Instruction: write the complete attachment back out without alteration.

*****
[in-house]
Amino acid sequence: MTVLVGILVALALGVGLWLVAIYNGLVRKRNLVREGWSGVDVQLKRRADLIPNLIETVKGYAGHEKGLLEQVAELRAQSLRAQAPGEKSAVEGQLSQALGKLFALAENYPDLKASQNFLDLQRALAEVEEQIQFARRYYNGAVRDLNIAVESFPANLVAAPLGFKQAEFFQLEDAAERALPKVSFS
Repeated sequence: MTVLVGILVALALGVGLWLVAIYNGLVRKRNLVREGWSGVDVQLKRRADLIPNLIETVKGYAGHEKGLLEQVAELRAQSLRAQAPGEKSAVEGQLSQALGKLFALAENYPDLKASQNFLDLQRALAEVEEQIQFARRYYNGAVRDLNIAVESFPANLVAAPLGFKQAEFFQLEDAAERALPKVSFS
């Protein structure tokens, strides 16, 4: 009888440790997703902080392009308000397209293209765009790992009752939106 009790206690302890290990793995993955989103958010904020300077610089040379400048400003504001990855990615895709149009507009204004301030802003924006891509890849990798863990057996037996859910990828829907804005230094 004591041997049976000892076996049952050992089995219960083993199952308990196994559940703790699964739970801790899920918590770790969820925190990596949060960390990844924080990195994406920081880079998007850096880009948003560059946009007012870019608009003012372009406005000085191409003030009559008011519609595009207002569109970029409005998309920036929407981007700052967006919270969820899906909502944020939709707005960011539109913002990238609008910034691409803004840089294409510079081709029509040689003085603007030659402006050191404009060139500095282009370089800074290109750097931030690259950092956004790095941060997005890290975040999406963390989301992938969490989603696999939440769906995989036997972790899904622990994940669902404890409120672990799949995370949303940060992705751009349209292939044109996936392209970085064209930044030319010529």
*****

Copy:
[in-house]
Amino acid sequence: MTVLVGILVALALGVGLWLVAIYNGLVRKRNLVREGWSGVDVQLKRRADLIPNLIETVKGYAGHEKGLLEQVAELRAQSLRAQAPGEKSAVEGQLSQALGKLFALAENYPDLKASQNFLDLQRALAEVEEQIQFARRYYNGAVRDLNIAVESFPANLVAAPLGFKQAEFFQLEDAAERALPKVSFS
Repeated sequence: MTVLVGILVALALGVGLWLVAIYNGLVRKRNLVREGWSGVDVQLKRRADLIPNLIETVKGYAGHEKGLLEQVAELRAQSLRAQAPGEKSAVEGQLSQALGKLFALAENYPDLKASQNFLDLQRALAEVEEQIQFARRYYNGAVRDLNIAVESFPANLVAAPLGFKQAEFFQLEDAAERALPKVSFS
């Protein structure tokens, strides 16, 4: 009888440790997703902080392009308000397209293209765009790992009752939106 009790206690302890290990793995993955989103958010904020300077610089040379400048400003504001990855990615895709149009507009204004301030802003924006891509890849990798863990057996037996859910990828829907804005230094 004591041997049976000892076996049952050992089995219960083993199952308990196994559940703790699964739970801790899920918590770790969820925190990596949060960390990844924080990195994406920081880079998007850096880009948003560059946009007012870019608009003012372009406005000085191409003030009559008011519609595009207002569109970029409005998309920036929407981007700052967006919270969820899906909502944020939709707005960011539109913002990238609008910034691409803004840089294409510079081709029509040689003085603007030659402006050191404009060139500095282009370089800074290109750097931030690259950092956004790095941060997005890290975040999406963390989301992938969490989603696999939440769906995989036997972790899904622990994940669902404890409120672990799949995370949303940060992705751009349209292939044109996936392209970085064209930044030319010529």